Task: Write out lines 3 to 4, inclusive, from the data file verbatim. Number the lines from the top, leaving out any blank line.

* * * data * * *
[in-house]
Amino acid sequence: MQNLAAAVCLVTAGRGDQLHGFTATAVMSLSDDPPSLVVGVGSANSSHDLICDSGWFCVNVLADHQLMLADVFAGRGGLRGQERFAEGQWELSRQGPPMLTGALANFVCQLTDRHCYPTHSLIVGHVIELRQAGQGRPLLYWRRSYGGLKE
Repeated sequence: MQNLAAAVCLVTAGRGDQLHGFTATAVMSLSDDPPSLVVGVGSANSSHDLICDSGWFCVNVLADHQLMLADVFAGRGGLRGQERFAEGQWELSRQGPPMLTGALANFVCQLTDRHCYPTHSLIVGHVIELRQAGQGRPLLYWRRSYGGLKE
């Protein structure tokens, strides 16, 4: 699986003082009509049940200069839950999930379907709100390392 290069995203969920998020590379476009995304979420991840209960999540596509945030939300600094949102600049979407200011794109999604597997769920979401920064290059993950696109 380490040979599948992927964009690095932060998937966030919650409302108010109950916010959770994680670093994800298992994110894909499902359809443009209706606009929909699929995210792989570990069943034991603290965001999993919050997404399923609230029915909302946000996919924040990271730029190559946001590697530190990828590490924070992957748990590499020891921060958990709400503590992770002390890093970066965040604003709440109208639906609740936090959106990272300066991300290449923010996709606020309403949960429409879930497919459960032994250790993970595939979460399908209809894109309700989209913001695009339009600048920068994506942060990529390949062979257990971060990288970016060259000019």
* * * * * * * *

Repeated sequence: MQNLAAAVCLVTAGRGDQLHGFTATAVMSLSDDPPSLVVGVGSANSSHDLICDSGWFCVNVLADHQLMLADVFAGRGGLRGQERFAEGQWELSRQGPPMLTGALANFVCQLTDRHCYPTHSLIVGHVIELRQAGQGRPLLYWRRSYGGLKE
């Protein structure tokens, strides 16, 4: 699986003082009509049940200069839950999930379907709100390392 290069995203969920998020590379476009995304979420991840209960999540596509945030939300600094949102600049979407200011794109999604597997769920979401920064290059993950696109 380490040979599948992927964009690095932060998937966030919650409302108010109950916010959770994680670093994800298992994110894909499902359809443009209706606009929909699929995210792989570990069943034991603290965001999993919050997404399923609230029915909302946000996919924040990271730029190559946001590697530190990828590490924070992957748990590499020891921060958990709400503590992770002390890093970066965040604003709440109208639906609740936090959106990272300066991300290449923010996709606020309403949960429409879930497919459960032994250790993970595939979460399908209809894109309700989209913001695009339009600048920068994506942060990529390949062979257990971060990288970016060259000019």